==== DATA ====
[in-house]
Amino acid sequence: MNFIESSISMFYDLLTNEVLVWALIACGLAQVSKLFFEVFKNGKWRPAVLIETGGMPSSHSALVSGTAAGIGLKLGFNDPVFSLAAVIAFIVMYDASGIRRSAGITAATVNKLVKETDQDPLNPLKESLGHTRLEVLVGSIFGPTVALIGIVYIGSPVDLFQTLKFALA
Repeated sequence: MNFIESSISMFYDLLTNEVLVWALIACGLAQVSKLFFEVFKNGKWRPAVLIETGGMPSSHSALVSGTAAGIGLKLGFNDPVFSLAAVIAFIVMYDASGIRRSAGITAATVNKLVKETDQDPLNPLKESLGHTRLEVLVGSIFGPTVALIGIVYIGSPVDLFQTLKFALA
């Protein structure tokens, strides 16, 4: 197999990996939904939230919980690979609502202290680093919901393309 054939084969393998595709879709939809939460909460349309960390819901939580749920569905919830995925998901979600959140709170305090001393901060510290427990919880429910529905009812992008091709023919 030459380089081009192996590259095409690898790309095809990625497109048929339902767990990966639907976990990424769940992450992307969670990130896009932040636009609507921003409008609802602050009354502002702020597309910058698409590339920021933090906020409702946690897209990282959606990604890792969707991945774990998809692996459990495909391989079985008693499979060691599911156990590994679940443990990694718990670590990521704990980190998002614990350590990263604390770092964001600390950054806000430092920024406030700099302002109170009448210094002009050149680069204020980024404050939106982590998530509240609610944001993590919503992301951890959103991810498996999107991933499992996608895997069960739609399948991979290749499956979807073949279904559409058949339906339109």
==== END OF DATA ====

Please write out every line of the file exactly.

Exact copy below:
[in-house]
Amino acid sequence: MNFIESSISMFYDLLTNEVLVWALIACGLAQVSKLFFEVFKNGKWRPAVLIETGGMPSSHSALVSGTAAGIGLKLGFNDPVFSLAAVIAFIVMYDASGIRRSAGITAATVNKLVKETDQDPLNPLKESLGHTRLEVLVGSIFGPTVALIGIVYIGSPVDLFQTLKFALA
Repeated sequence: MNFIESSISMFYDLLTNEVLVWALIACGLAQVSKLFFEVFKNGKWRPAVLIETGGMPSSHSALVSGTAAGIGLKLGFNDPVFSLAAVIAFIVMYDASGIRRSAGITAATVNKLVKETDQDPLNPLKESLGHTRLEVLVGSIFGPTVALIGIVYIGSPVDLFQTLKFALA
């Protein structure tokens, strides 16, 4: 197999990996939904939230919980690979609502202290680093919901393309 054939084969393998595709879709939809939460909460349309960390819901939580749920569905919830995925998901979600959140709170305090001393901060510290427990919880429910529905009812992008091709023919 030459380089081009192996590259095409690898790309095809990625497109048929339902767990990966639907976990990424769940992450992307969670990130896009932040636009609507921003409008609802602050009354502002702020597309910058698409590339920021933090906020409702946690897209990282959606990604890792969707991945774990998809692996459990495909391989079985008693499979060691599911156990590994679940443990990694718990670590990521704990980190998002614990350590990263604390770092964001600390950054806000430092920024406030700099302002109170009448210094002009050149680069204020980024404050939106982590998530509240609610944001993590919503992301951890959103991810498996999107991933499992996608895997069960739609399948991979290749499956979807073949279904559409058949339906339109």